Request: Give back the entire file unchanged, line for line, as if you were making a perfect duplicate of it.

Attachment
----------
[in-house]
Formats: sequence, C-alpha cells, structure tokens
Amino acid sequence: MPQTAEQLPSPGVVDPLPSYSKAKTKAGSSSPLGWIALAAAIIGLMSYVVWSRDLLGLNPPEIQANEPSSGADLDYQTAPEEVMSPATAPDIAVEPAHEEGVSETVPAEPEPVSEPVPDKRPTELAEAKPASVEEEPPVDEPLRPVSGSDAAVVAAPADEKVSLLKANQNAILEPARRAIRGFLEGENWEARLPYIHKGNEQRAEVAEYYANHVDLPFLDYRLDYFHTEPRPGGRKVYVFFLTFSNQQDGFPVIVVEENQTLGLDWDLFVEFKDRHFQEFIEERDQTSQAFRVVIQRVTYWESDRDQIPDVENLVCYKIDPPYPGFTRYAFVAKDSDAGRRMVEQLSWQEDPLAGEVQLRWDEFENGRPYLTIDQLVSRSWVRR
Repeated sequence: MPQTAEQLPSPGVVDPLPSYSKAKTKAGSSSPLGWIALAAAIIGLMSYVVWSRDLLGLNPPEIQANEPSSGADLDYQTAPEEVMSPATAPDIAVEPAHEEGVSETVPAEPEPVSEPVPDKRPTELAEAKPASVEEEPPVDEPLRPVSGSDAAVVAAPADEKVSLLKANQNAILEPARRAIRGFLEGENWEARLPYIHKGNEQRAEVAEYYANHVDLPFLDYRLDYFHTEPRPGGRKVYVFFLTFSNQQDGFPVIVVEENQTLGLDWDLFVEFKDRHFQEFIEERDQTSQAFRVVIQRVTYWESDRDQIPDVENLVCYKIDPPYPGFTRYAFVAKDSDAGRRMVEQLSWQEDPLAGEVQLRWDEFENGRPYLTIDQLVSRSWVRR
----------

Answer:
[in-house]
Formats: sequence, C-alpha cells, structure tokens
Amino acid sequence: MPQTAEQLPSPGVVDPLPSYSKAKTKAGSSSPLGWIALAAAIIGLMSYVVWSRDLLGLNPPEIQANEPSSGADLDYQTAPEEVMSPATAPDIAVEPAHEEGVSETVPAEPEPVSEPVPDKRPTELAEAKPASVEEEPPVDEPLRPVSGSDAAVVAAPADEKVSLLKANQNAILEPARRAIRGFLEGENWEARLPYIHKGNEQRAEVAEYYANHVDLPFLDYRLDYFHTEPRPGGRKVYVFFLTFSNQQDGFPVIVVEENQTLGLDWDLFVEFKDRHFQEFIEERDQTSQAFRVVIQRVTYWESDRDQIPDVENLVCYKIDPPYPGFTRYAFVAKDSDAGRRMVEQLSWQEDPLAGEVQLRWDEFENGRPYLTIDQLVSRSWVRR
Repeated sequence: MPQTAEQLPSPGVVDPLPSYSKAKTKAGSSSPLGWIALAAAIIGLMSYVVWSRDLLGLNPPEIQANEPSSGADLDYQTAPEEVMSPATAPDIAVEPAHEEGVSETVPAEPEPVSEPVPDKRPTELAEAKPASVEEEPPVDEPLRPVSGSDAAVVAAPADEKVSLLKANQNAILEPARRAIRGFLEGENWEARLPYIHKGNEQRAEVAEYYANHVDLPFLDYRLDYFHTEPRPGGRKVYVFFLTFSNQQDGFPVIVVEENQTLGLDWDLFVEFKDRHFQEFIEERDQTSQAFRVVIQRVTYWESDRDQIPDVENLVCYKIDPPYPGFTRYAFVAKDSDAGRRMVEQLSWQEDPLAGEVQLRWDEFENGRPYLTIDQLVSRSWVRR